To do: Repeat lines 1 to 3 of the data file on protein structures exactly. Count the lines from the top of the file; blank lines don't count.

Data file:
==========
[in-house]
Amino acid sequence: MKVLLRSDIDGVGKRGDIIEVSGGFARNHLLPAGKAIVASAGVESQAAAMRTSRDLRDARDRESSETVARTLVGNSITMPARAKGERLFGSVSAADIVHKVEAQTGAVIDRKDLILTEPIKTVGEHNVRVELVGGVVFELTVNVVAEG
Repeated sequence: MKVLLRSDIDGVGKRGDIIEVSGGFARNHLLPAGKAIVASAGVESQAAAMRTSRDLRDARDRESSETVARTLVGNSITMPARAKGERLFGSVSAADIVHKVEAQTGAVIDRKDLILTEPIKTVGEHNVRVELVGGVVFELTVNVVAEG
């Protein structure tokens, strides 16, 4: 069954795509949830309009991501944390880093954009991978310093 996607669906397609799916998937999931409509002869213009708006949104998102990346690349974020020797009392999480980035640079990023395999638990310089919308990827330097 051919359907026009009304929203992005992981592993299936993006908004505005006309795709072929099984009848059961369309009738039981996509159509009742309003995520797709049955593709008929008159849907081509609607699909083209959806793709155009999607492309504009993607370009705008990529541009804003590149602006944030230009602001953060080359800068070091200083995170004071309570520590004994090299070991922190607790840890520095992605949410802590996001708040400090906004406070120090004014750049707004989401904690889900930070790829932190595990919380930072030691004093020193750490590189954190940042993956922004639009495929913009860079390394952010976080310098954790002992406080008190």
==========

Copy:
[in-house]
Amino acid sequence: MKVLLRSDIDGVGKRGDIIEVSGGFARNHLLPAGKAIVASAGVESQAAAMRTSRDLRDARDRESSETVARTLVGNSITMPARAKGERLFGSVSAADIVHKVEAQTGAVIDRKDLILTEPIKTVGEHNVRVELVGGVVFELTVNVVAEG
Repeated sequence: MKVLLRSDIDGVGKRGDIIEVSGGFARNHLLPAGKAIVASAGVESQAAAMRTSRDLRDARDRESSETVARTLVGNSITMPARAKGERLFGSVSAADIVHKVEAQTGAVIDRKDLILTEPIKTVGEHNVRVELVGGVVFELTVNVVAEG